A simple truth: your cuticles are there for a reason. “The matrix, the tissue where cells are produced that make up the nail plate, is the most important and delicate part of your nail structure, and your cuticle is what protects it from bacteria and infection,” explains Yeung. And if a cuticle is compromised, it can spell trouble for nail health. “If a cuticle becomes damaged from being overly dry or from cutting or aggressive manicuring water and yeast can enter the nail causing a paronychia infection,” says Stern. “And if it remains compromised, like if it’s removed every week, it can affect the appearance of the nails resulting in white spots and an uneven surface.” The takeaway: never cut cuticles entirely; just push them back gently; only trim dead or loose pieces of skin; and hydrate the area as often as possible with a cuticle oil or cream.

ATTEND TO YOUR SKIN


The skin on your hands and feet needs love too. Stern points out that one of the most overlooked skincare tasks among her patients is washing their feet. “It sounds so obvious but people often just let the soap suds run down and hope they permeate,” she adds. Because feet are a breeding ground for microbes like odor-causing bacteria they need to be washed with some attention. To remove dead skin cells and calluses, Stern suggests a foot file over a pumice (which can easily harbor mold and bacteria because of its porosity). Moisturize hands and feet generously with a formula that has either shea (like Omorovicza’s new hand cream), which really seals in moisture, or ceramides or hyaluronic acid which mimic the skin’s natural lipid barrier.

And every few weeks treat weary feet to a mini-treatment. Gonzalez suggests an abbreviated soak (10 minutes in water, warm in the winter and cold in the summer which will boost circulation, with a few drops of your favorite essential oil), followed by a granular scrub focusing on driest areas, then a massage using circular motions moving from feet up the legs. Stone recommends BYREDO’s Rose Scrub: “It’s not super-heavy or difficult to rinse off.”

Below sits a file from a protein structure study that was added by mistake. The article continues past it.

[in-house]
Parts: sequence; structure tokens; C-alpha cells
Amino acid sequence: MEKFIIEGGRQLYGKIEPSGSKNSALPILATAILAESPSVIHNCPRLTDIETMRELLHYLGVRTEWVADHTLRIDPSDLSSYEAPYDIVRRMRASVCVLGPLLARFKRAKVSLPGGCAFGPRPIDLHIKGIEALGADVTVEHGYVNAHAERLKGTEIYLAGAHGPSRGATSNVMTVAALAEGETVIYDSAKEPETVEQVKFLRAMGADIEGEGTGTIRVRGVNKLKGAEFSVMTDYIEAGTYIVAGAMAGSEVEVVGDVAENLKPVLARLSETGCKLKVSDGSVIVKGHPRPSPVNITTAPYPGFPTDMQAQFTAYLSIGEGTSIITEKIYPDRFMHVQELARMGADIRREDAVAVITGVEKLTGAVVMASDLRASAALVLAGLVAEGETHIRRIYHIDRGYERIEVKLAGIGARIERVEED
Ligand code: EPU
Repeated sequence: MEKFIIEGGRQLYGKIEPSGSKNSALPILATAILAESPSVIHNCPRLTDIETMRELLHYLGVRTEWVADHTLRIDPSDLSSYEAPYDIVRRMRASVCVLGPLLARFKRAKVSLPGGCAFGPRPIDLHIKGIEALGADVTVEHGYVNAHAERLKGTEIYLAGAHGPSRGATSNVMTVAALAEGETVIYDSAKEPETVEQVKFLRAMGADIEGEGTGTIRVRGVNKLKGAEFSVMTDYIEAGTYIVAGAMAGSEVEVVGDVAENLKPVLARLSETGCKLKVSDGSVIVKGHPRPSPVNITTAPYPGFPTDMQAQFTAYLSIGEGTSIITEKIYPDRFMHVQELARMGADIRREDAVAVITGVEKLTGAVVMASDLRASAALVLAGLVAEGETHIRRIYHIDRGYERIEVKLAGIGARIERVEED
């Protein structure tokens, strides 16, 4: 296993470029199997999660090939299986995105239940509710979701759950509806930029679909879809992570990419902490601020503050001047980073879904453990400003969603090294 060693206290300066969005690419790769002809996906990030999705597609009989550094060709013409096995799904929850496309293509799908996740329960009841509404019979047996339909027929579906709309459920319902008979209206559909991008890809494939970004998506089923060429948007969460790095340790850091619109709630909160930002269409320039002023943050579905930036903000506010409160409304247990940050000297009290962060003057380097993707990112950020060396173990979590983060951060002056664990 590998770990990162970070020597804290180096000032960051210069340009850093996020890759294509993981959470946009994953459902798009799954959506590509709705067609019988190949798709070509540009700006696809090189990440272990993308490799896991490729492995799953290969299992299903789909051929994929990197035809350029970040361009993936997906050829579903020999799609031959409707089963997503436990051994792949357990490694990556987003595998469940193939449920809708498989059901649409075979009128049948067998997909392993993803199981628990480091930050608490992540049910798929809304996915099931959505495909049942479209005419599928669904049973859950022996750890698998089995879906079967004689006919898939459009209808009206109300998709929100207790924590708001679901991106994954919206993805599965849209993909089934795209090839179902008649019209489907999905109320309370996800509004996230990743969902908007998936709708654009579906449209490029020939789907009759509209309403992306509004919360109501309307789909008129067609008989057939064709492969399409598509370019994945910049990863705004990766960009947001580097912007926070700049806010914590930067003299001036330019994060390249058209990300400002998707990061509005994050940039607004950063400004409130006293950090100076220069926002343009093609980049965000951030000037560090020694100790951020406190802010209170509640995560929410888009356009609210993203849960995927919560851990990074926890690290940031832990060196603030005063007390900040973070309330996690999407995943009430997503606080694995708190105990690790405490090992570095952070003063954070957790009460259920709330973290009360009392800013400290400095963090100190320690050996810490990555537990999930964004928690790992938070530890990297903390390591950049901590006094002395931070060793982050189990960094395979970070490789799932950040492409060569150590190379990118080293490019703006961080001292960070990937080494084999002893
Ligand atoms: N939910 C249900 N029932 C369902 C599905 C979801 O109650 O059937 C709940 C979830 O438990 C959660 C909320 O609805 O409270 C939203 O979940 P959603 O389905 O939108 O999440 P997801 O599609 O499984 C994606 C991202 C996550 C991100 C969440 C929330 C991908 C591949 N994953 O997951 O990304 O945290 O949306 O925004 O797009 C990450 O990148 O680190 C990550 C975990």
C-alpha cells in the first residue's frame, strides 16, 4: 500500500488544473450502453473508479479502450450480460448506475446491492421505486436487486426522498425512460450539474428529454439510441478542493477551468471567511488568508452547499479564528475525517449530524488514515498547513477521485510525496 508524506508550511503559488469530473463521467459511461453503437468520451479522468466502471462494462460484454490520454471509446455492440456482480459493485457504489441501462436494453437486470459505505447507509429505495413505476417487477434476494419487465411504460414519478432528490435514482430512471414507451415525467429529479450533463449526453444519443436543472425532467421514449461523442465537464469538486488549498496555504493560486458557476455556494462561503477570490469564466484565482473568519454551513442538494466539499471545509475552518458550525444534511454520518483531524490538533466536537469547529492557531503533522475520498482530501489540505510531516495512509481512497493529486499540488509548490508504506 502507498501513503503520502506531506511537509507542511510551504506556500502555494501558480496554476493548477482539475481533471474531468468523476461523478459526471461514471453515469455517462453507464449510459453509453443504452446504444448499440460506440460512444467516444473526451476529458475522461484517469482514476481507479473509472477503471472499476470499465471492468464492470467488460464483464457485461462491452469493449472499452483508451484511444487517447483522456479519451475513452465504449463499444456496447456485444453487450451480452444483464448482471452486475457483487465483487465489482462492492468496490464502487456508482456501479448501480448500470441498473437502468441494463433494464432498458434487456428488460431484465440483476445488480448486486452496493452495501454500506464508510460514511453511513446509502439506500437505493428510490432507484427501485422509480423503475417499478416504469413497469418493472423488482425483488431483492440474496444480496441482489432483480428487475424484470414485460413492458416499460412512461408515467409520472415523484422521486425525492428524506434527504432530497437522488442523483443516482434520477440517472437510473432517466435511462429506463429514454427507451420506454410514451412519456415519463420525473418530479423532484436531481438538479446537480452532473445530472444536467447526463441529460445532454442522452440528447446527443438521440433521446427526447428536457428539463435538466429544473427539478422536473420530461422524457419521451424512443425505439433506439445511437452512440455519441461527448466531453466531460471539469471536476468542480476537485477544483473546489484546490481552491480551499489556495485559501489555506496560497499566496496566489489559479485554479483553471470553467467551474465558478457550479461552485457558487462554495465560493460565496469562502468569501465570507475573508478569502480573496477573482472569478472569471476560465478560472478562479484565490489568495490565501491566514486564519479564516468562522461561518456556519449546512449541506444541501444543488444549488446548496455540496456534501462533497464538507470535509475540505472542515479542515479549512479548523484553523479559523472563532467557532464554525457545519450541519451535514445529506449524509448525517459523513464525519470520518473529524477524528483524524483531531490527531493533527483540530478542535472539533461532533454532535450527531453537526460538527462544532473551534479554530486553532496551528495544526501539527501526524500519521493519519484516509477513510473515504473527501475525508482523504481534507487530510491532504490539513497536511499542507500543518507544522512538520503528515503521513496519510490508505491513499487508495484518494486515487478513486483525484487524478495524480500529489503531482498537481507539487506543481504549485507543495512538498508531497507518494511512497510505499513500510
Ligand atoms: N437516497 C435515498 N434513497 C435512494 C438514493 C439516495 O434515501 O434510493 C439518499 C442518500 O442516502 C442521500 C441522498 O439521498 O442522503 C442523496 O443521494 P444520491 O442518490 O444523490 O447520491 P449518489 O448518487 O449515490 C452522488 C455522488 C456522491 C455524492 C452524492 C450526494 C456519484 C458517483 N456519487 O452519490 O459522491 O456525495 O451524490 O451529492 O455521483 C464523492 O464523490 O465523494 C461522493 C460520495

SHIELD AGAINST INGROWNS


Ingrowns, those nails that grow into the skin at the side of the nail instead of over it and can be caused by anything from poorly-fitting shoes to injury, are a pain, literally and figuratively. “People always want to dig them out and cut away the corners but that actually encourages them to grow back worse,” Abramcyk explains. “My advice is to keep nails as square as possible at the top (no rounding!) and soak feet in Epsom salts for relief.” And since your great toenails is often the one most prone to ingrown, consider keeping it longer than you normally would and avoid wearing high, pointy heels, adds Stern.

SUPPLEMENT YOUR NAIL HEALTH


Your nails are what you eat. “Nails grow from the inside so what you consume plays a very important role in their health,” says Yeung. A diet packed with protein, biotin-rich foods, Omega-3 fatty acids, and plenty of water (if you’re lagging in your water-drinking Johnson suggests adding in hydrating supplements with omega fatty acids) will help them stay strong. Gonzalez’s top three nail-friendly foods: “Almonds, which are rich in magnesium, blueberries, which are rich in antioxidants, and red meat, which is rich in zinc,” he says. “The bonus is they will all also help hair growth.”